Automating and Improving Data and Process Quality Control with GIS and EnerGov 9

One of the many ways a government agency can increase efficiencies in their permitting, licensing and asset management process is to leverage their geographic information system (GIS).  The EnerGov 9 Enterprise Server  platform was specifically built to be seamlessly integrated with GIS,  allowing government agencies to accurately manage and analyze data from a spatial standpoint— enabling well-informed decisions about land use or assets.

One simple but effective feature in EnerGov 9 that allows the leveraging of geographical data is the ability to initiate events, such as a case, permit or license application process, directly from GIS.  Code enforcement officials can accurately locate an address, parcel or even a vacant lot and initiate an inspection case or permitting process right from the map, allowing for case histories to be queried spatially in the future.   Parcel attribute information, such as the size of the parcel, can be automated and streamlined within the regulatory process.  Furthermore, EnerGov’s  “Georules Engine” can be configured a variety of ways in order to automate notification processes related to any conditions or alerts related to the property.

GIS polygon toolIn addition to addresses and parcels, GIS tools allow any type of irregular area to be tracked and managed.  With refined editing capabilities, points, lines and polygon features can be drawn and tracked for a parade route permit or an irregular-shaped area of an engineering encroachment permit.  Agencies can also improve managing their public assets by tracking any object with spatial relevance, such as hydrants, water drains, or trees.

EnerGov’s integration of a government agency’s GIS allows for powerful automation of business functions, ensures the uniformity and verification of the case location, improves accessibility of information between different departments and helps to visualize and analyze regulatory cases and records. As GIS continues to rapidly advance with other technologies including 3D and building information modeling, it will become an indispensable and foundational technology utilized within the regulatory and asset management processes.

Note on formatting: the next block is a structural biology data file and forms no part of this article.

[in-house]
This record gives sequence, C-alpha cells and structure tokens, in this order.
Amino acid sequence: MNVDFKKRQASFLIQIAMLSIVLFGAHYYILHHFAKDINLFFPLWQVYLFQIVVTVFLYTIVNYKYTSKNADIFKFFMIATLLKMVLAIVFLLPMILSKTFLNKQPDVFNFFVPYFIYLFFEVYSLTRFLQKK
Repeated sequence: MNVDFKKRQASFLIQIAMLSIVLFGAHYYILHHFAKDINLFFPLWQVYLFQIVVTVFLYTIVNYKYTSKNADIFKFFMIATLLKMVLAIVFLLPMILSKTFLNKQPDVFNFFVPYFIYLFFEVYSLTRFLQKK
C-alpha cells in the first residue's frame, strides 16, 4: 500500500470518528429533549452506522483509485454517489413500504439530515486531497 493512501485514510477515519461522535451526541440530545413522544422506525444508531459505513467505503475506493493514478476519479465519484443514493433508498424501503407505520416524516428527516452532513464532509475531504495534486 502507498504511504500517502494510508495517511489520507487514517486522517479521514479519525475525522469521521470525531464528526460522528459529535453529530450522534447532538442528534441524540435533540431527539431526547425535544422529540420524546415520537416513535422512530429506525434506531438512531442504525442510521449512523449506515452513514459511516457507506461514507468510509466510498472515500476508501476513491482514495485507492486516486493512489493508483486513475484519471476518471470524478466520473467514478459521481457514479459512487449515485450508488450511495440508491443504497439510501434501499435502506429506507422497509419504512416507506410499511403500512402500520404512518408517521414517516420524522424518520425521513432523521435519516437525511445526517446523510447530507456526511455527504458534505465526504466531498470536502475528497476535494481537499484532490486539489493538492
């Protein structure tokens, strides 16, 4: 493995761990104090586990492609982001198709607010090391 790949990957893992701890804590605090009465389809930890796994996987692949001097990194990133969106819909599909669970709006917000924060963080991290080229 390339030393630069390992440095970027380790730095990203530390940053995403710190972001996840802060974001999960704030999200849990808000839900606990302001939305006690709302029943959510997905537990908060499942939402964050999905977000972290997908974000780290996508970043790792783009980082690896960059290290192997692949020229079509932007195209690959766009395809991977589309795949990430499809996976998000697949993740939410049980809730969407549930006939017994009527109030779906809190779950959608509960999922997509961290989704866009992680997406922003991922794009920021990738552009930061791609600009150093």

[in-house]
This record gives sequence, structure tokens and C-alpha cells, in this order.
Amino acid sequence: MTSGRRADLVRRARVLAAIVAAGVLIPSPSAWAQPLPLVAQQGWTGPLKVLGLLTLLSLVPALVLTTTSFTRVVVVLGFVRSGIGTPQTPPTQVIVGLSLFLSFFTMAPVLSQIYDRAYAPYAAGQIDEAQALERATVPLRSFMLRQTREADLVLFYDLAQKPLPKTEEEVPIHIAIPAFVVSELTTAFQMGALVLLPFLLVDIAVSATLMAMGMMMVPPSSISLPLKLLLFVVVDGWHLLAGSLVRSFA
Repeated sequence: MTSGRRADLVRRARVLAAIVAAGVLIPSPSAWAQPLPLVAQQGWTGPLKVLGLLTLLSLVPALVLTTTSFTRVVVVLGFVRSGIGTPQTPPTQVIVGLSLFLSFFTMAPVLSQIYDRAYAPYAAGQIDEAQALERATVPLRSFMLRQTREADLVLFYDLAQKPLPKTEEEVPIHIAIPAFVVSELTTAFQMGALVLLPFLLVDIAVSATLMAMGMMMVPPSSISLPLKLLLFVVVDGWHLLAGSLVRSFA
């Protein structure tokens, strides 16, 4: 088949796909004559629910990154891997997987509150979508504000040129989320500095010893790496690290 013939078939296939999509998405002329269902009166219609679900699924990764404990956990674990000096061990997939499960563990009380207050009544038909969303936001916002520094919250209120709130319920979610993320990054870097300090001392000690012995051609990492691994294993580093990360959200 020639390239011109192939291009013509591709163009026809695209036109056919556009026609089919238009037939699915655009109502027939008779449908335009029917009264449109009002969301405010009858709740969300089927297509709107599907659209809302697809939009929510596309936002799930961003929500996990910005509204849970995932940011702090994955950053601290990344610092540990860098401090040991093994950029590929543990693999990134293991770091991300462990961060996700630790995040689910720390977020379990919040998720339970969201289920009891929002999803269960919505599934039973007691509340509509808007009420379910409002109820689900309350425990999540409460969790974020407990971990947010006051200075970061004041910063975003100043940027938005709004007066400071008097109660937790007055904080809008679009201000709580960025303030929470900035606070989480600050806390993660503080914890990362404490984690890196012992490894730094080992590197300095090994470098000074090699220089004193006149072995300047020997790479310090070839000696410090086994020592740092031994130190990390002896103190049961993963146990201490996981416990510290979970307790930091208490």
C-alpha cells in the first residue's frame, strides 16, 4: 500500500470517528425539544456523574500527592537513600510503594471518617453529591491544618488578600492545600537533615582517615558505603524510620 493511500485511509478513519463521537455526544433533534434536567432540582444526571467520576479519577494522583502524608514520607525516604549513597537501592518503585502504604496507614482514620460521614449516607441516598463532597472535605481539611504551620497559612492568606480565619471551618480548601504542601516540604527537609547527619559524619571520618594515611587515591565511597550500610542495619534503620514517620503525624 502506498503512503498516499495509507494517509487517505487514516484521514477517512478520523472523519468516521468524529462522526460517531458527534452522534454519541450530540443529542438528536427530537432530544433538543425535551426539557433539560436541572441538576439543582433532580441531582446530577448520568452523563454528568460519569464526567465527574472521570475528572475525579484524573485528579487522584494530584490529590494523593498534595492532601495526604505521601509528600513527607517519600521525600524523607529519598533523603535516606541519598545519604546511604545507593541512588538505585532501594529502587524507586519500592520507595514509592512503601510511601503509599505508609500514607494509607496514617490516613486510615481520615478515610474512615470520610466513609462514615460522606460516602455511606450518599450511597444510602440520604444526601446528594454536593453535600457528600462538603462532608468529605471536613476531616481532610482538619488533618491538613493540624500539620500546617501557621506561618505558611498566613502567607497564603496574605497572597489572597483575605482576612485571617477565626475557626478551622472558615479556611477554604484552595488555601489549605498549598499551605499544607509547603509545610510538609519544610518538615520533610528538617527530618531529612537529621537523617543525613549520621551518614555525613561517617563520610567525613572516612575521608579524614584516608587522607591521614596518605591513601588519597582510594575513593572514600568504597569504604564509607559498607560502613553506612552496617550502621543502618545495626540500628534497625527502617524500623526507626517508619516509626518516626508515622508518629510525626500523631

Leveraging GIS to Improve an Agency’s Infrastructure Asset Management Process

GIS Asset MgtWithout a good management or budgeting process, a healthy infrastructure will often be left to the wayside to deteoriorate more rapidly according to Alex Marshall in Governing. The number of public assets a government agency manages is enormous. Bridges, sidewalks, sewers, fire hydrants and traffic lights all have to be monitored and maintained for wear and tear and repair. Even the paint on every stop sign needs to be accounted for should it become too dull for visibility. By keeping an accurate inventory of assets and up-to-date information on their conditions, government agencies can better evaluate, plan and budget for operating and maintenance costs.

GIS helps improve asset management by providing spatial information related to each asset. Within the infrastructure asset management world, managing this geographic data is important in order to efficiently schedule and dispatch work for routine maintenance work, repairs, collect information or do a major overhaul of upgrading assets as Philadelphia did when the city replaced 87,000 incandescent traffic lights with LED bulbs, with projected savings of $1 million per year.

GIS also helps to centralize, analyze and visualize geographic data to use resources more efficiently and understand the impact assets may have on each other. For instance, geospatial awareness can help an agency’s project when growing trees obscure traffic signs or power lines, and potential flooding zones can be calculated if a particular pipe was to burst. With an enterprise GIS, different departments can also access the same geographical data and strategically coordinate together or ensure that differing projects do not interfere with each other.

Even with dwindling resources and budget cuts, government agencies cannot afford to mismanage their public assets and infrastucture which will be more costly in the long run. An enterprise system tightly integrated with GIS can prove to be a cost-effective solution that helps government agencies to efficiently and effectively manage their assets.

To learn more about EnerGov’s Asset Management suite, click here: http://www.energov.com/asset-management.html